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(630) 517-5529

Oak Brook, Illinois

Who Enforces Contracts?


Who enforces contracts?

Judges. Ultimately, when it comes down to it, it is judges who enforce contracts. This is why it is important to involve a contract negotiation lawyer when drafting and negotiating your contract. The reason why we enter into contracts is to make sure that we have certain rights in a relationship. I enter into a contract with my home builder to make sure he does the work he promised and contractor wants to make sure he gets paid for his work. We also have other terms about professionalism, timelines, and remedies if things go sour. But at the end of the day, neither party can make the other party do anything. If I don’tpay, the contractor can not steal money from my purse or force my bank to turn over the money. So the contractor has to go to court to get his money.

This is how contracts get enforced. The parties must go to court. In this case, the contractor may sue me for the money he believes I owe. However, I can also present my defenses such as the contractor not completing the job or doing very poor quality work. At this point, the judge will determine which terms are enforceable and how much the contractor is owed. In this case, the judge determines that I should pay 25% of what the contractor claims but agrees with me that the contractor’s work was terrible so I should not have to pay the remaining 75%. The court will then order me to pay the 25% with a written “order”.  At this point, I can pay voluntarily or the contractor can enforce his right of payment by sending the Order to my bank where the bank must turn over the funds. The contractor can also send the Order to my employer and the employer must turn over a certain percentage of my wages until the amount is paid off.

The above scenario is an over simplification and the process could take many months. There are many reasons why the process could take many months such as the court’s schedule being filled with other cases, the “discovery process” whereby the parties can collect evidence to support their claims, and the amount of time it takes for each party to assert their defenses by writing and arguing “motions”.  But the stronger and more clear your contract is, the shorter time it may take to get a resolution.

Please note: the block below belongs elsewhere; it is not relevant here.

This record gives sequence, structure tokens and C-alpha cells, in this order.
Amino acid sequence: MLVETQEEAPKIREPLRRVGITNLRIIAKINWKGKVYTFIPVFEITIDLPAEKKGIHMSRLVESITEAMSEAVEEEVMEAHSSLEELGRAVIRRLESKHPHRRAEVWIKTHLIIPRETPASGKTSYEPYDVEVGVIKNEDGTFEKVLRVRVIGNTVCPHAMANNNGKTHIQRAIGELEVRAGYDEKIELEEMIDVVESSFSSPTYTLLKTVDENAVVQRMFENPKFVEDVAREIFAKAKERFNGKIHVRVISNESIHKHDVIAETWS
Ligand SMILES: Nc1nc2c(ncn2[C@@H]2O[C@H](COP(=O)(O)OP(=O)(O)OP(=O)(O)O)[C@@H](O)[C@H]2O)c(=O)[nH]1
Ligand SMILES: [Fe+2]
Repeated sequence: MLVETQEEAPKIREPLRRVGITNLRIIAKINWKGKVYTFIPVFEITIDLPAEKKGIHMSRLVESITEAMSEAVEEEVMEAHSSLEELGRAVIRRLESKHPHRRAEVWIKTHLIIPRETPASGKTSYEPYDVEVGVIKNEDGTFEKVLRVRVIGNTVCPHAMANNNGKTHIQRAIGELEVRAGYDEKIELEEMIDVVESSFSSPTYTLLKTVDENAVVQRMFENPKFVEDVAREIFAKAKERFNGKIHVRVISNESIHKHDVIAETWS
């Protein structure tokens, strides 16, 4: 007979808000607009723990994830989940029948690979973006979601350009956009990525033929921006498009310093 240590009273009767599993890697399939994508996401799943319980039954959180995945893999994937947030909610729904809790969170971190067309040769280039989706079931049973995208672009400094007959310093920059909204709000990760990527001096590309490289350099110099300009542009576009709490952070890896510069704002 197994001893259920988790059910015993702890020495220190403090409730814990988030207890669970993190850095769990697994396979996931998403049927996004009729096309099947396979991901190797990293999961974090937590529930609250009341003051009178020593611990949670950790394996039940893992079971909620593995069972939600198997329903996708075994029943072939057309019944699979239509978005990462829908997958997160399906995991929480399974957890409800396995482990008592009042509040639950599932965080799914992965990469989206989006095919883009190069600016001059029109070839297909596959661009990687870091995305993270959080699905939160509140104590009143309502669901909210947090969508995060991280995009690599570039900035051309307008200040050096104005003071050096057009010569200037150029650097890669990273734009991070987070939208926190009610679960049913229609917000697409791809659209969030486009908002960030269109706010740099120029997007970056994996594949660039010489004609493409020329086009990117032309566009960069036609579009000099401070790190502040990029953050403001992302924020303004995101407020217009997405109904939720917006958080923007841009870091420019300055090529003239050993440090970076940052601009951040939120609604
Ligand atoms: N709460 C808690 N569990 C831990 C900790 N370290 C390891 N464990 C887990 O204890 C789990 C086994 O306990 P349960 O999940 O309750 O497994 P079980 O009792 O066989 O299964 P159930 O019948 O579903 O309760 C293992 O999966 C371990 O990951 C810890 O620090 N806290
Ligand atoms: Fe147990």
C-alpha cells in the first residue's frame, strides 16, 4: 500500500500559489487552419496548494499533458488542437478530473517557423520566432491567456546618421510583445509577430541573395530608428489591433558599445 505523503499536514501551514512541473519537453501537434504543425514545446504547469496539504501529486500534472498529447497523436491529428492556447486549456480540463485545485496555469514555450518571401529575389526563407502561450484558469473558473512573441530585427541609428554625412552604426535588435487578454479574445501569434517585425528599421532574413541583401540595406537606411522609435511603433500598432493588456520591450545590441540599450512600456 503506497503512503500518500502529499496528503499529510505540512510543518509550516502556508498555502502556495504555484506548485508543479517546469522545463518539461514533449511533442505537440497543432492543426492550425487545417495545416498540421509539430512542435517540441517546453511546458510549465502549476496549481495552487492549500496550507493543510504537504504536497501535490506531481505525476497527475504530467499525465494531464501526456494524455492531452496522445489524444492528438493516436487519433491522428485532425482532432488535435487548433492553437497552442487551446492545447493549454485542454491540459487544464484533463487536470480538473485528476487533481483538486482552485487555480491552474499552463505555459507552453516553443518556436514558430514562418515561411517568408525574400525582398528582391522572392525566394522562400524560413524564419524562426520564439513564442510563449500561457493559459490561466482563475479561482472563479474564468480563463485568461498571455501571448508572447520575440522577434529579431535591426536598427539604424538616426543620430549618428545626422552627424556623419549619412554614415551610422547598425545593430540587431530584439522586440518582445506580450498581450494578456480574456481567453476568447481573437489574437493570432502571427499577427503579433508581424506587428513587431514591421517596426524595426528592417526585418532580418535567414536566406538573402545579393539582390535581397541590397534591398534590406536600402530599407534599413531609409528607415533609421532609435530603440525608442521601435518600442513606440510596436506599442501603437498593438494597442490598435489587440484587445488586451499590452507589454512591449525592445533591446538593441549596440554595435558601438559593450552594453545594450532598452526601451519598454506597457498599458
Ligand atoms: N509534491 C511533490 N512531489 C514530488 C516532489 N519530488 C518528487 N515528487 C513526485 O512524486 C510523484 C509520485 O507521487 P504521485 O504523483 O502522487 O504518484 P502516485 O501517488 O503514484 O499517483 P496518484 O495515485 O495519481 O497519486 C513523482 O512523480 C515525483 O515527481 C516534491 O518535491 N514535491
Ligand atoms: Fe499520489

The above scenario also shows how important it is to 1) have a written contract, and 2) have a GOOD written contract. Have a well-written and enforceable contract is important because judges need to understand the contract and the contract needs to be in accordance with contract principles. For example, if the contract between me and the contractor has terms that are illegal, the judge will ignore those terms when she makes her ruling. A contract negotiation lawyer or attorney who specializes in contracts can make sure that your contract secures your rights should you end up in court.

How Do You Convince a Judge To Rule In Your Favor?

There are many things you can do to have a strong contract that will help convince a judge to rule in your favor. It starts at the contract negotiation process. Firstly, the contract needs to follow the law and be written clearly. When I litigate contracts, a huge problem stems from the terms being difficult to understand making it harder to judges to rule. As judges are ultimately human, sometimes the judge can do nothing more than split the difference. A contract negotiation lawyer is very helpful in these matters. The second thing you can do is to document everything in the transaction. For example, if you pay the other party, make sure you could easily retrieve a receipt so you can prove you paid later on. The same goes for documenting any communications. If you have a conversation, send a follow up email confirming the conversation and what was discussed or agreed upon. Lastly, should you end up in court, it is better to hire a contract law or civil dispute attorney. In this case, it is important to be fully honest with your attorney so she can devise the best strategy in court.

If you need help with a contract review or negotiation, call our office today at (630) 517-5529.

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